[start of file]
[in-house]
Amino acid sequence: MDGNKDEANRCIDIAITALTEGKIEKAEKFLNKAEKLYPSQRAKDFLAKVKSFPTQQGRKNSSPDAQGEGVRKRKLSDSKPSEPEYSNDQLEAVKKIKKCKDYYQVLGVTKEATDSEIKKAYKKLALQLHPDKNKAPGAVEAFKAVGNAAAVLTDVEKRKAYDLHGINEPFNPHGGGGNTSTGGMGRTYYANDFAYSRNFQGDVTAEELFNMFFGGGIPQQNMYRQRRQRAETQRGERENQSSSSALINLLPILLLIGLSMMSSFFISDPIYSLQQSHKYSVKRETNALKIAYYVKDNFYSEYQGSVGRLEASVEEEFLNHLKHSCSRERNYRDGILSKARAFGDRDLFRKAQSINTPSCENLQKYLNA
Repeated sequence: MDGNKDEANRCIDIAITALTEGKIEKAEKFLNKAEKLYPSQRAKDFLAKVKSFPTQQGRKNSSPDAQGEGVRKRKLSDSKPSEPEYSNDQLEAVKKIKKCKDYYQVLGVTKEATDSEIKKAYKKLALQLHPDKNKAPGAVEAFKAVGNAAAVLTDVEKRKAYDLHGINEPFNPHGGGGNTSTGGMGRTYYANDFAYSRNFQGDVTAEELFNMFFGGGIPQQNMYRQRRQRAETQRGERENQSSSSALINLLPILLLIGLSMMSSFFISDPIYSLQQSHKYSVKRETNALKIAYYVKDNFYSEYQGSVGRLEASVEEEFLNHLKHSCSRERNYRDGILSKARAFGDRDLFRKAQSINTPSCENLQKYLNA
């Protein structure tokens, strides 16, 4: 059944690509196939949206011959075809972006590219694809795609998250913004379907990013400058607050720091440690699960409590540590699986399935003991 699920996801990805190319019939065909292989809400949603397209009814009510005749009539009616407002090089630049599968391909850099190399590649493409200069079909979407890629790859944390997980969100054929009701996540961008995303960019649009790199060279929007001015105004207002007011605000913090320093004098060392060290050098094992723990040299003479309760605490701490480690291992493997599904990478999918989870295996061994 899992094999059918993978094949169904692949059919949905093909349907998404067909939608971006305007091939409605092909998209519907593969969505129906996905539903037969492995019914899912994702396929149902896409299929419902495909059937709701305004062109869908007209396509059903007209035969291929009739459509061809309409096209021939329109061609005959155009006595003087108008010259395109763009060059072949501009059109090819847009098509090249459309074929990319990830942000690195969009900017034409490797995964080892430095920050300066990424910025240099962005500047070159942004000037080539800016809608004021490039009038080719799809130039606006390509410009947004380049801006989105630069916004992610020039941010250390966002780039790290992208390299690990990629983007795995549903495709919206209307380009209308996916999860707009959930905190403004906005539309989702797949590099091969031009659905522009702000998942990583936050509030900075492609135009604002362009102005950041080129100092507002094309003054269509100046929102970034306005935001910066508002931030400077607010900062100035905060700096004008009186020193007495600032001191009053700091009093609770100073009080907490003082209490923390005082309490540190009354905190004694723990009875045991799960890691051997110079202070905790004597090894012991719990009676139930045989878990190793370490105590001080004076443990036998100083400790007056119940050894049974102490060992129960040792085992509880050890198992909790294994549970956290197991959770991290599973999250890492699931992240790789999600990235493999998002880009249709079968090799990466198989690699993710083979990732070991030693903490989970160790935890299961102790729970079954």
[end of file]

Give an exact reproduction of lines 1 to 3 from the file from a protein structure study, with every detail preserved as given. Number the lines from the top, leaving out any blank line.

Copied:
[in-house]
Amino acid sequence: MDGNKDEANRCIDIAITALTEGKIEKAEKFLNKAEKLYPSQRAKDFLAKVKSFPTQQGRKNSSPDAQGEGVRKRKLSDSKPSEPEYSNDQLEAVKKIKKCKDYYQVLGVTKEATDSEIKKAYKKLALQLHPDKNKAPGAVEAFKAVGNAAAVLTDVEKRKAYDLHGINEPFNPHGGGGNTSTGGMGRTYYANDFAYSRNFQGDVTAEELFNMFFGGGIPQQNMYRQRRQRAETQRGERENQSSSSALINLLPILLLIGLSMMSSFFISDPIYSLQQSHKYSVKRETNALKIAYYVKDNFYSEYQGSVGRLEASVEEEFLNHLKHSCSRERNYRDGILSKARAFGDRDLFRKAQSINTPSCENLQKYLNA
Repeated sequence: MDGNKDEANRCIDIAITALTEGKIEKAEKFLNKAEKLYPSQRAKDFLAKVKSFPTQQGRKNSSPDAQGEGVRKRKLSDSKPSEPEYSNDQLEAVKKIKKCKDYYQVLGVTKEATDSEIKKAYKKLALQLHPDKNKAPGAVEAFKAVGNAAAVLTDVEKRKAYDLHGINEPFNPHGGGGNTSTGGMGRTYYANDFAYSRNFQGDVTAEELFNMFFGGGIPQQNMYRQRRQRAETQRGERENQSSSSALINLLPILLLIGLSMMSSFFISDPIYSLQQSHKYSVKRETNALKIAYYVKDNFYSEYQGSVGRLEASVEEEFLNHLKHSCSRERNYRDGILSKARAFGDRDLFRKAQSINTPSCENLQKYLNA